Characterization of a Material's Structure in 3D Concrete Printing

3D concrete printing or additive manufacturing is a new approach for developing concrete structures. Additive manufacturing allows for more efficient material use, freedom in design, and a safer and automated construction process. However, 3D concrete printing requires different mechanical characteristics than the concrete used in the traditional built environment. In 3D printing, fresh concrete is printed in layers on top of each other without using formwork. Fresh printed concrete should withstand two failure modes: material failure and stability failure. Therefore, two different properties must be determined: strength and rigidity. This research focuses on the strength property. Mechanical properties of the concrete are important and need to be determined to examine if the fresh material is suitable for 3D concrete printing.

Mechanical properties of fresh concrete are mainly described with rheology or soil mechanics. In rheology, a material is characterized by yield stress and viscosity. These materials behave like a fluid or could feel similar to a dough-like material. A more granular material is examined using soil mechanics, describing the material with a Mohr-Coulomb model, where the cohesion and angle of internal friction could be determined. Materials are generally classified as either rheology or soil mechanics, but the tipping point between these behaviors still needs to be determined. To describe this tipping point, the material's structure and associated failure criterion are quantified, which depends on several characteristics of the material.

To find the different characteristics of a material, such as yield stress, viscosity, cohesion, or angle of internal friction, two experimental tests are executed. RAM Extruder and Direct Shear Test. The RAM Extruder, presented in Figure 1, is a rheological test that determines the yield stress and viscosity of a material.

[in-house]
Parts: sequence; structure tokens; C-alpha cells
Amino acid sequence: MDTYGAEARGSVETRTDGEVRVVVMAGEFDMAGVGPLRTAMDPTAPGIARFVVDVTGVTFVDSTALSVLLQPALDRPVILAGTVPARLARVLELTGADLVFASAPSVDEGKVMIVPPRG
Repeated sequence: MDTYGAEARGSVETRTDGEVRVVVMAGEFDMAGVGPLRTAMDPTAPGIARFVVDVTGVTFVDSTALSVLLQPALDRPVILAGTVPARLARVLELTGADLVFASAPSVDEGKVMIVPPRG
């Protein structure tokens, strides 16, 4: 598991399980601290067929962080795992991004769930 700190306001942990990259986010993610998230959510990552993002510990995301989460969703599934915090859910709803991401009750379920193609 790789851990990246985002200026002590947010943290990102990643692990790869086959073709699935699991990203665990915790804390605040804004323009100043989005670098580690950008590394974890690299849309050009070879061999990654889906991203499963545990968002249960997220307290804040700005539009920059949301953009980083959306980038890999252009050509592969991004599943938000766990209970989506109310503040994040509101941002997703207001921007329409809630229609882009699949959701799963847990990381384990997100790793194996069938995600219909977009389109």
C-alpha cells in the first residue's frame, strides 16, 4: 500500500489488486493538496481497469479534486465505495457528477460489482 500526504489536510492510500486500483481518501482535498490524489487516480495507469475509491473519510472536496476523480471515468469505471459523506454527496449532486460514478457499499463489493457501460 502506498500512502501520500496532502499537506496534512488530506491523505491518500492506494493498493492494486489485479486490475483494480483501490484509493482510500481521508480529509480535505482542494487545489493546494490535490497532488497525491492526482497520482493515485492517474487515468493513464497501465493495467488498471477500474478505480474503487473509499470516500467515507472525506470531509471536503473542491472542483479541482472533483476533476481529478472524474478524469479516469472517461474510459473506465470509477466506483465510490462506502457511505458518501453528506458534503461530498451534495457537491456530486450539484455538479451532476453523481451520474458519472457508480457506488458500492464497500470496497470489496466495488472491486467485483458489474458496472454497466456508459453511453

Figure 1:  RAM extruder

A piston moves at various speeds and pushes the material through the die, which can vary in size. A distinction between pressure and speed dependence cannot be made. The Direct Shear Test, presented in Figure 2, is a test that only examines the pressure dependence of the material. This test is mainly used in soil mechanics.
The top plate moves from the bottom plate at a controlled speed, and a normal force can be applied. The shear force  is measured to determine the material's cohesion and angle of internal friction.


Figure 2:  Direct shear test

The concrete used in this research combines CEM III-C, water, and sand in different sizes. For each mixture, the above-mentioned material characteristics are determined. However, not all material characteristics can be found with one test for all mixture varieties. For instance, a shear plane will occur within the first five millimeter of displacement with the Direct Shear Test, where the shear force will increase until a shear plane forms.  After the shear plane has formed, the measured shear force will be lower. This effect is visible in Figure 3.

Figure 3: Example results of direct shear test

Only in some mixtures, this effect is visible, indicating a tipping point where the Direct Shear Test could be applied. With the RAM Extruder, the same tipping point is researched but approached from the rheology perspective instead of the soil mechanics.